"Our fifth through eighth graders are actually going to remove as many of the invasive plant species on our property as possible," said Principal Shelly Schildroth.
Invasive species can harm the native plants and animals of a region. Students were after four different plants, including a burning bush, which is now illegal to purchase in Maine.
"The students were really amazed at how many invasives there were on their campus," said Blue Hill Heritage Trust Outreach Director Chrissy Allen. "They were downright shocked."
Many of the older students were excited to give back to their school and community in a positive way.
"I'm looking forward to chopping down some of the really big vines because a lot of them are strangling the trees to a point where they can't live," said eighth grade student Everett Styles-Martin.
Some of the younger students didn't take part in the actual removal of the plants, but participated in other projects that helped them learn about invasive species.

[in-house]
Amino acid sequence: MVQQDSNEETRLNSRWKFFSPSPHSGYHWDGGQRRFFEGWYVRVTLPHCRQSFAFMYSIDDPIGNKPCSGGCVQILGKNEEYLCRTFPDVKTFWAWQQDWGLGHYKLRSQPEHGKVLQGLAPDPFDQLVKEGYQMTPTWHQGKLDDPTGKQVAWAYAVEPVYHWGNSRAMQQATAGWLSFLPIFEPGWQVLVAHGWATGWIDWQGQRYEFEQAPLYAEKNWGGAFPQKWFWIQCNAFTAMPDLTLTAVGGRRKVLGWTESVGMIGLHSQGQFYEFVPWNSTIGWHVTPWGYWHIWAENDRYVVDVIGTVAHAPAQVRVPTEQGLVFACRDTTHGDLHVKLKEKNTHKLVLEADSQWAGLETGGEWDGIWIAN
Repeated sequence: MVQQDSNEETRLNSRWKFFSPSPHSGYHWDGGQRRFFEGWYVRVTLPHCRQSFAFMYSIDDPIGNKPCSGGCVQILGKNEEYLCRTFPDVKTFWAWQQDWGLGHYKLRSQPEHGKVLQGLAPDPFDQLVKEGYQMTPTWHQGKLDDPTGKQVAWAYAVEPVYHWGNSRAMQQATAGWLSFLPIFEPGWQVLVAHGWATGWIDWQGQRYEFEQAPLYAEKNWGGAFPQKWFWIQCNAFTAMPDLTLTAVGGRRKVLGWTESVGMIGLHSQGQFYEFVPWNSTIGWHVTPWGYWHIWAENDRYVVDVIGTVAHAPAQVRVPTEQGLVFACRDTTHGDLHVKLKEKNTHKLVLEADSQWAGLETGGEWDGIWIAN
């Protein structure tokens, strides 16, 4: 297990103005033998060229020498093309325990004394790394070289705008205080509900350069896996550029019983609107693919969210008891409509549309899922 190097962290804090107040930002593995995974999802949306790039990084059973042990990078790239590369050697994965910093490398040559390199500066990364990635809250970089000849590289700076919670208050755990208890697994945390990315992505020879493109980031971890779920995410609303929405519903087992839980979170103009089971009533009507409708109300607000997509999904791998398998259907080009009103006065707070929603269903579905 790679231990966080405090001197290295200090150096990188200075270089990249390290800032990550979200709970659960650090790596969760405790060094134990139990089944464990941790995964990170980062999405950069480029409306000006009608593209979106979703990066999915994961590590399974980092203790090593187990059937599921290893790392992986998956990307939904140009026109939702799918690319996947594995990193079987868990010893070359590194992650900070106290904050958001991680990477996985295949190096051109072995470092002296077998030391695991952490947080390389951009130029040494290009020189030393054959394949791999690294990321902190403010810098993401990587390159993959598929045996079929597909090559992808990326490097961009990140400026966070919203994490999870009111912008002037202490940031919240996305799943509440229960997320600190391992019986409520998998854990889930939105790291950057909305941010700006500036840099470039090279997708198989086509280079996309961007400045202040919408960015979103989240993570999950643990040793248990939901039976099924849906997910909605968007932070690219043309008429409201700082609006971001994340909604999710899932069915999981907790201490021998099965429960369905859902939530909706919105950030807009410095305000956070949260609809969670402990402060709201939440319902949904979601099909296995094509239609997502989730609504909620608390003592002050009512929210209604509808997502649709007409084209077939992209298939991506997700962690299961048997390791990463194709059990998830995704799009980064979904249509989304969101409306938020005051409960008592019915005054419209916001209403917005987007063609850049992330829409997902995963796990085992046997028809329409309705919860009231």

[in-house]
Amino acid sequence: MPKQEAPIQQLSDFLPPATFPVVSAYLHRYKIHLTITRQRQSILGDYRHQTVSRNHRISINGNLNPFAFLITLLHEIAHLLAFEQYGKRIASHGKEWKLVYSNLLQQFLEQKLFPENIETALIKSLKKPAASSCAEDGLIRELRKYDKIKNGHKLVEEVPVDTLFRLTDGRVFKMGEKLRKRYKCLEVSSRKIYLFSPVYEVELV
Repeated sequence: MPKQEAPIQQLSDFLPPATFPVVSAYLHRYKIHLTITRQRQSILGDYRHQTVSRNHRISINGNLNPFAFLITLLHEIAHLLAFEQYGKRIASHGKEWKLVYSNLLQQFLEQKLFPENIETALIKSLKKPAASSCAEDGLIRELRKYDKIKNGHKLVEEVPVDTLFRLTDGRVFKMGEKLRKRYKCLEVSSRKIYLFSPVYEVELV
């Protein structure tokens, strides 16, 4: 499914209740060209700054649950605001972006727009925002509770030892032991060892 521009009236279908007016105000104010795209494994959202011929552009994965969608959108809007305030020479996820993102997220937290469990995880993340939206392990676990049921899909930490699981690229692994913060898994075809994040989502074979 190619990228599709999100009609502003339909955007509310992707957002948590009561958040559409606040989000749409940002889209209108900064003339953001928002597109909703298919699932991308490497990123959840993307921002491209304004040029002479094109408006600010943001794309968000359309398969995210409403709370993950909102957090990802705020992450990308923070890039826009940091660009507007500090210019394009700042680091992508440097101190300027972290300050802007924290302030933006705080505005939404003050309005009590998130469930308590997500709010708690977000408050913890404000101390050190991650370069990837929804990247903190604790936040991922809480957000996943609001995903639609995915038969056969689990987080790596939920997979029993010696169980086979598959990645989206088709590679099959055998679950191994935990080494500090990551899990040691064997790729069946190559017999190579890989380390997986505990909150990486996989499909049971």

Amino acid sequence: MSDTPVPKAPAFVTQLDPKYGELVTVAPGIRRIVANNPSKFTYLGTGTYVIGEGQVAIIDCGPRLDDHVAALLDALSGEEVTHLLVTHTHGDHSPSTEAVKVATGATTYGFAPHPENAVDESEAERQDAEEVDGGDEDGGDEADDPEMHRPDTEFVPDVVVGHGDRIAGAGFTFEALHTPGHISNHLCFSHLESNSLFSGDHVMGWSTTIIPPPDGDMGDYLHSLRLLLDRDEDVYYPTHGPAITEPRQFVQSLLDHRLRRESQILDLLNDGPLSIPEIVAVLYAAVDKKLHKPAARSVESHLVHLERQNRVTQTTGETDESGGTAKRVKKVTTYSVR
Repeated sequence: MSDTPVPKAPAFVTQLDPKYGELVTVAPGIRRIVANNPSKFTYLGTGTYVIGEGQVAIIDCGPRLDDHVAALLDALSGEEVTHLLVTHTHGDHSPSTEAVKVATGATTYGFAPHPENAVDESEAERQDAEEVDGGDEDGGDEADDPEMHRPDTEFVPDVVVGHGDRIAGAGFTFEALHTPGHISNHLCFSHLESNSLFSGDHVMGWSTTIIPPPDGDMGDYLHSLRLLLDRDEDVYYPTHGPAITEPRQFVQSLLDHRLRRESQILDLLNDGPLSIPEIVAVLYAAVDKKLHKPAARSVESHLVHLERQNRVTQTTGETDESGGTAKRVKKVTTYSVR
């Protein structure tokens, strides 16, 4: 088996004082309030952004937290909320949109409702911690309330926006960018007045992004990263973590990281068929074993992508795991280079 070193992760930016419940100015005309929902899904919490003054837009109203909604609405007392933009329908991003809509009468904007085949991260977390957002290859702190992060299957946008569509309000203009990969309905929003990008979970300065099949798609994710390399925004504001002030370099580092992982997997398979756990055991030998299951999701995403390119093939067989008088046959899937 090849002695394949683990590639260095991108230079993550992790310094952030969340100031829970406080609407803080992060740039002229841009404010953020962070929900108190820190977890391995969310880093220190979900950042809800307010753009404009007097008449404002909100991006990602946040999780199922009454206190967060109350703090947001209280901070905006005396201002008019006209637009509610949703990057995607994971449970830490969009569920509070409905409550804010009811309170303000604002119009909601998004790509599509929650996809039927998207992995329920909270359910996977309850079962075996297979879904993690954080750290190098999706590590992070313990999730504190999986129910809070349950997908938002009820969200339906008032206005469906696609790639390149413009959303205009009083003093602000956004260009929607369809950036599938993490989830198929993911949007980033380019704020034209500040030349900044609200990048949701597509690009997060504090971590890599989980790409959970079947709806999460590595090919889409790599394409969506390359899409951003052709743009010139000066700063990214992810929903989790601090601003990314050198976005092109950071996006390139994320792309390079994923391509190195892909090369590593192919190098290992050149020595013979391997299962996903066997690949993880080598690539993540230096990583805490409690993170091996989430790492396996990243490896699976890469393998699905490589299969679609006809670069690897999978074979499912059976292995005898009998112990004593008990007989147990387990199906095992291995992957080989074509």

"As they grow up they are going to be the ones who are the leaders in helping tackle some of these environmental issues that we have," said Allen. "Invasive plants are a huge problem everywhere."
The Blue Hill Heritage Trust helped create the event. Other community volunteers participated, and are excited about similar future projects.
"For the other towns, other schools, other organizations it could catch fire and we're really excited," said Allen.